City officials have released a precautionary statement to the residents of Richardson as the mating season of Bobcats and Coyotes are about to begin according to a Community Impact article from January 31 which reports,
“February marks the start of mating season for both bobcats and coyotes in their natural habitat of North Texas. Richardson Animal Services anticipates that area residents could see an increase in sightings of the animals over the next few months and should plan accordingly.
According to animal services, bobcats and coyotes rarely pose a threat to people because they often settle into their environment with humans. Noura Jammal, animal shelter manager for the city, said people should be aware of their surroundings when dealing with wildlife and interact appropriately.
“The main concern is making sure that we keep the wildlife wild,” Jammal said. “We don’t want them to lose that fear of humans, so we always want to make sure that we make lots of noise. Shake our keys at them, yell at them, or even pick up a stick and throw it at them if necessary.”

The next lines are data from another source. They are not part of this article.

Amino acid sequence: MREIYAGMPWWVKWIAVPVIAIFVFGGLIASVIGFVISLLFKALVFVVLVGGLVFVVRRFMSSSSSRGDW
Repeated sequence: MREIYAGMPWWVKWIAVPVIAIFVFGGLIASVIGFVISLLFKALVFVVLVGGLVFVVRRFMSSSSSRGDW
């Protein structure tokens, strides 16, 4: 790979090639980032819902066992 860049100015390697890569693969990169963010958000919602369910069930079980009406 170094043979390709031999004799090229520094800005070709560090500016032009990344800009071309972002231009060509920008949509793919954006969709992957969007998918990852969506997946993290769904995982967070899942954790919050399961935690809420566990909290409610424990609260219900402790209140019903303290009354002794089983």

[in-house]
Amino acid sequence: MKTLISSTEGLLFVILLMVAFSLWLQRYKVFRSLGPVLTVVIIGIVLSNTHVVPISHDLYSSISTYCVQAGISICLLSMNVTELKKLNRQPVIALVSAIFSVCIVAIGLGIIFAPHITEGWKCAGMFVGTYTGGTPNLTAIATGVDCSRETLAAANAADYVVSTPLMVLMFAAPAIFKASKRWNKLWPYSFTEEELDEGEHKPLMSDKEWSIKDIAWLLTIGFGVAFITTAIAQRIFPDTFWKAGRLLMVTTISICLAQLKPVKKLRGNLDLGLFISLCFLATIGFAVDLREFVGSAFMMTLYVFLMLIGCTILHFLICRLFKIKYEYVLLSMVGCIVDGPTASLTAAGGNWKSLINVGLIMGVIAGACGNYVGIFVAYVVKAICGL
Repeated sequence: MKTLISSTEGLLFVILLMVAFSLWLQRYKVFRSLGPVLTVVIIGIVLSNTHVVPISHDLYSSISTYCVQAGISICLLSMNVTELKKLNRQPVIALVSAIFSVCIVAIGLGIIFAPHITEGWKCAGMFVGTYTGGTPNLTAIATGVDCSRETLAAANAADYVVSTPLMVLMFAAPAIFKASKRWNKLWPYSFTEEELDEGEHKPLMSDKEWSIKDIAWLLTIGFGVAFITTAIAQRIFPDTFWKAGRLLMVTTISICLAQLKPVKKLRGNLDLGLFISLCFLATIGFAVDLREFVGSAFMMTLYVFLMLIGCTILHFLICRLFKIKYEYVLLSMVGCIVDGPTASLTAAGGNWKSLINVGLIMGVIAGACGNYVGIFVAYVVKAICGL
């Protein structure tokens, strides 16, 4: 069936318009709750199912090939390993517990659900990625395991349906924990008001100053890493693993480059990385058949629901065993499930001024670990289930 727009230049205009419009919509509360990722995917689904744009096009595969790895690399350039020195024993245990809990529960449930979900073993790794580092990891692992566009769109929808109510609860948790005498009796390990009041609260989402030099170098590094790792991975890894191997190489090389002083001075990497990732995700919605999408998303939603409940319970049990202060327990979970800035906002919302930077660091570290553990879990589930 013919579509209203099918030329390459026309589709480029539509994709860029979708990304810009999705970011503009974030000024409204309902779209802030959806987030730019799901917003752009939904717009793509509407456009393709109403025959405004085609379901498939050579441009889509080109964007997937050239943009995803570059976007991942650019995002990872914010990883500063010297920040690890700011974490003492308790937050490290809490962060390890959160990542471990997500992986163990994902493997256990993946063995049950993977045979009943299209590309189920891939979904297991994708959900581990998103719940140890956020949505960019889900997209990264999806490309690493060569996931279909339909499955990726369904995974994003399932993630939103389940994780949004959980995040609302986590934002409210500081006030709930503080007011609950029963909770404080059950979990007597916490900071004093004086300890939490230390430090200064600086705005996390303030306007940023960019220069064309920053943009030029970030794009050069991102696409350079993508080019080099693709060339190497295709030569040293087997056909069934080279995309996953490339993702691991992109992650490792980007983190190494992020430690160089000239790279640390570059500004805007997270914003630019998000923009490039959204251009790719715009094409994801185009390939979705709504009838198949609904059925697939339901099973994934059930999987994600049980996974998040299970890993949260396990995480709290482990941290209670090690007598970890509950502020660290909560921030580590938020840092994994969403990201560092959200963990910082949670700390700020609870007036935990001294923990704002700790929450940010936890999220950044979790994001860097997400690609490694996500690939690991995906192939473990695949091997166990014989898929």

Meanwhile, in a Dallas Morning News article from January 31, several tips and advice were laid down in order to stay safe during the said mating season. In it they say,
- “Dispose of garbage regularly and place it in a secure container that cannot be opened by animals.
- Pick or dispose of ripe fruit if you have fruit trees in your yard.
- Do not accumulate piles of debris such as brush and leaves.
- Do not feed raccoons, squirrels and deer.
- Yard flags or pinwheels can help deter animals.
- Streamers attached to branches will flap in the wind and startle animals that like to spend time in trees.
- Cut tree limbs at least six to eight feet from your roof.
- Hang bird feeders where only birds can reach them. Keep feeders out of reach of raccoons an possums.
- Place birdbaths where wildlife cannot reach them. Birdbaths, fountains and pet water dishes can attract wildlife pests, especially if water is scarce.”
City officials however, emphasize that the animals must not be harmed or killed so as to prevent them from completely removing the animals from the ecosystem which is especially dangerous as it will allow the increase of rat and insect population.